wackyweasel (wackyweasel) wrote in little_details,

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Albinism and Vision

Hokay. I'm writing a YA fantasy novel (alternate world sword-and-sorcery) with a character who has OCA type 1 albinism. Due to the setting, none of the characters knows the basic causes of his coloring or how they might relate to the vision issues he has. And that's what I'm trying to determine - exactly what vision issues he ought to have.

I've checked out the site of the National Organization for Albinism and Hypopigmentation, and the About.com and Wikipedia articles, and Googled various permutations of "albinism" and "albino." I've seen repeated mentions of nystagmus, and of light sensitivity (which I'd kind of assumed), but I also get the impression that albinism is associated with a wide variety of vision problems. And then today I asked my optometrist, and he responded that "pretty much all" people with albinism are legally blind, that most have nystagmus, and that all of those he treats are colorblind (including African-Americans, who have some pigmentation even with albinism). I was surprised to hear about the colorblindness, and asked whether this varied depending on what type of albinism or how severe it was. He said no.

(I know not all people with albinism are colorblind. There is an account on the NOAH website wherein an albinistic person tries to describe his vision, and it sounds mostly pretty good - probably better than mine! :P)

My character definitely has light sensitivity. He wears tinted spectacles and carries a parasol outdoors, as well as having a small amount of magic geared toward protecting him from sunlight. (Despite being sword-and-sorcery, my fantasy world is closer to Elizabethan or even early Stuart-era technology than being really medieval, and of course magic plays a role as well.) But what I'm wondering (finally, the question!): How likely is he to have other serious eye issues? I have no problem with giving him nystagmus if that's very common, and I don't mind making his spectacles partly corrective. Because of the influence of magic, to which this (wealthy) character would have access, the lenses could even potentially correct for colorblindness or other issues.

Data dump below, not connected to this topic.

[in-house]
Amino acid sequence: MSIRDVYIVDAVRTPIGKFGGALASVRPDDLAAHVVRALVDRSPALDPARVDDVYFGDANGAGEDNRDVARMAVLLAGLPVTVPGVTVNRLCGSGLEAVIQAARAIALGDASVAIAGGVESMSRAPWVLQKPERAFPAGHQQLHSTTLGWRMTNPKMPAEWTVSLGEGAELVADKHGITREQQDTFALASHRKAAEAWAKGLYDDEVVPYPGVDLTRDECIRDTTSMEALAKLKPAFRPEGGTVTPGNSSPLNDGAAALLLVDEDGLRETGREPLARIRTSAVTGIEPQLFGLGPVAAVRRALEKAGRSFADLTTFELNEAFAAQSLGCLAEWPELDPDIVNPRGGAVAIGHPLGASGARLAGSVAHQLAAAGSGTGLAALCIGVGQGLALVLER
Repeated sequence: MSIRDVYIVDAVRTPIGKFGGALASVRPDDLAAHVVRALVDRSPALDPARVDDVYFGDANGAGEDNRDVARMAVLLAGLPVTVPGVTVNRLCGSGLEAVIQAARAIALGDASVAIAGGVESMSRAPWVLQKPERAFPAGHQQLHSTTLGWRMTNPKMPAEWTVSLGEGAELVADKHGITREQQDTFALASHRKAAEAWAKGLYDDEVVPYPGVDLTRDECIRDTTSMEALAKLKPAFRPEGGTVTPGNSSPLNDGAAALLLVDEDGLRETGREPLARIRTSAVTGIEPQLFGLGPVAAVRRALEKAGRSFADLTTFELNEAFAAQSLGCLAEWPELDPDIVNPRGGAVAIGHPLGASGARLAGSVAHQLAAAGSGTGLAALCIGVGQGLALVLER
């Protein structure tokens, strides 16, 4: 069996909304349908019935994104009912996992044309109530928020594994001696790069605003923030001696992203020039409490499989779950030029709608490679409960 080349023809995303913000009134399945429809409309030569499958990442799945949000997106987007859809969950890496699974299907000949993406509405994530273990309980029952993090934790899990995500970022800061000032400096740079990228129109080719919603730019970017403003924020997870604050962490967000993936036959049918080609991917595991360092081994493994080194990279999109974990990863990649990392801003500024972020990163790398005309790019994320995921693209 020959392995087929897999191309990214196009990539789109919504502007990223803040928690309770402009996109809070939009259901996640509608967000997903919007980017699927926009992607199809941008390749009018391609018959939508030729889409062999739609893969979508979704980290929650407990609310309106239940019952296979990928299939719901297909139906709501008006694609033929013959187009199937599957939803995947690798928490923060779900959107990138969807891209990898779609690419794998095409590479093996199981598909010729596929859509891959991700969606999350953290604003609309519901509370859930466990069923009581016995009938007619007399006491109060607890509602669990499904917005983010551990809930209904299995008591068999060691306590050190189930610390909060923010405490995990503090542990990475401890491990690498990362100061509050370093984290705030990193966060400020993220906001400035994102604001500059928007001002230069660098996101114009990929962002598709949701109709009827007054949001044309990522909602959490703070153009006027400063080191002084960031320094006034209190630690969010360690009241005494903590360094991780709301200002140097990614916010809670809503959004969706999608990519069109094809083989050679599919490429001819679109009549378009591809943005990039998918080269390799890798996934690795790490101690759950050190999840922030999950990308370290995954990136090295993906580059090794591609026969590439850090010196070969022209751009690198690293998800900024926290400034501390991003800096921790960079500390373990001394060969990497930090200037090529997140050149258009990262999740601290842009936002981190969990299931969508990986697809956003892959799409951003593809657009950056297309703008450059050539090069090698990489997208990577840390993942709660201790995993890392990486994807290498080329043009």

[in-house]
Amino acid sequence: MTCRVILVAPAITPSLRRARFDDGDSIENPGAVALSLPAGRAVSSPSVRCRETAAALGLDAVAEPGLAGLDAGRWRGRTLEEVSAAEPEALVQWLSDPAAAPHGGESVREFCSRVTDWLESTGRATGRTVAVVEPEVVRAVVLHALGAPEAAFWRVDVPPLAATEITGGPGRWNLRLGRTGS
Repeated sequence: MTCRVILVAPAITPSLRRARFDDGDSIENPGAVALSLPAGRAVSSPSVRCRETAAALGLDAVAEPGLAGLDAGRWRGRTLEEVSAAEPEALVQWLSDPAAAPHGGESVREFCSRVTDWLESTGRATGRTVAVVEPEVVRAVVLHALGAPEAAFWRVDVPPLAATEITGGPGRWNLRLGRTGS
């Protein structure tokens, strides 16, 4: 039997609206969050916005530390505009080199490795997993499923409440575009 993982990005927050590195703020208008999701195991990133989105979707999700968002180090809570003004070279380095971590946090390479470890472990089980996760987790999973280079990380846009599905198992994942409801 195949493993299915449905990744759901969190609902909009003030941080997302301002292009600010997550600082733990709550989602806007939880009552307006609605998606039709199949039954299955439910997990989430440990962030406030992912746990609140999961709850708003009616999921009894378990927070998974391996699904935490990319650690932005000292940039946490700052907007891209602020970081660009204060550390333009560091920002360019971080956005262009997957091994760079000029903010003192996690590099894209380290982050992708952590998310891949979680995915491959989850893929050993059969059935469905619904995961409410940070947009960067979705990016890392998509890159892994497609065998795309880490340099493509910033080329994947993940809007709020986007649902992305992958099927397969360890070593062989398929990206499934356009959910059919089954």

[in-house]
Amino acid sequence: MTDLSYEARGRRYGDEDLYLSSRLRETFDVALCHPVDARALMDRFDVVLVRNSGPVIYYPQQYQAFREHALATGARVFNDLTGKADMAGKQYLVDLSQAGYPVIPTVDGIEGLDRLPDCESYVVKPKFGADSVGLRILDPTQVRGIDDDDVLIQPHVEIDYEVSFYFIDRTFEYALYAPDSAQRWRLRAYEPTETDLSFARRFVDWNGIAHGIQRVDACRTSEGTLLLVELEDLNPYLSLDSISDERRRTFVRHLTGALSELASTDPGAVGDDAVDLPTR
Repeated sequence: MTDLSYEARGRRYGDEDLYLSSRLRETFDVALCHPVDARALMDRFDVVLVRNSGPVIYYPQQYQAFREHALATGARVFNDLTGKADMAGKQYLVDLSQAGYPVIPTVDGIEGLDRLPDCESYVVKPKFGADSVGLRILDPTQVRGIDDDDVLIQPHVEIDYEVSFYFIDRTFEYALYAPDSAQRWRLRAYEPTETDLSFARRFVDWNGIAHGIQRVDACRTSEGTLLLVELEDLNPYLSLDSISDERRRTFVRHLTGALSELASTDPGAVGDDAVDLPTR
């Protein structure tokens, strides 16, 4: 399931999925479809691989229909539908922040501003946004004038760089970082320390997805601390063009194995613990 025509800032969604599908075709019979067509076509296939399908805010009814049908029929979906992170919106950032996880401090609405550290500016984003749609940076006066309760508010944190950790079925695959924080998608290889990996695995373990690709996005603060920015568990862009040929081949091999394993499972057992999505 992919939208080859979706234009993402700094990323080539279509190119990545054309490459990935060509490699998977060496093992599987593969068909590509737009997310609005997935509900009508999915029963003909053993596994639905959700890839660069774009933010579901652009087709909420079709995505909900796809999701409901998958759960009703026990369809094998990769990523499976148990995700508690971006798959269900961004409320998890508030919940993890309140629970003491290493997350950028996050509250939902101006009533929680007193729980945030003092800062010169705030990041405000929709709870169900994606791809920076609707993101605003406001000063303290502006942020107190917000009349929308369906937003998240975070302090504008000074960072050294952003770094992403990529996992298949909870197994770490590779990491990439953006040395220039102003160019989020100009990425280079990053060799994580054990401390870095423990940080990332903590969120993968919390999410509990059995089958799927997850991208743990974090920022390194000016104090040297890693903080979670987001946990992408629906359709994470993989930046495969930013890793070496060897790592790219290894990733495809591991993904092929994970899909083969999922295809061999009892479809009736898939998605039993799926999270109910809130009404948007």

I don't want to write this character in a way that's cliched or, worse, uninformed. (He's not evil, so that's a start, right?) So I would certainly be grateful for any other advice on what to do or not do with him. Thank you all!

P.S. If my optometrist is way off, please don't rag on him too much. He's a nice guy who practices in a small town, and may have a limited sample. He means well.
Tags: ~medicine (misc), ~medicine: ophthalmology & optometry

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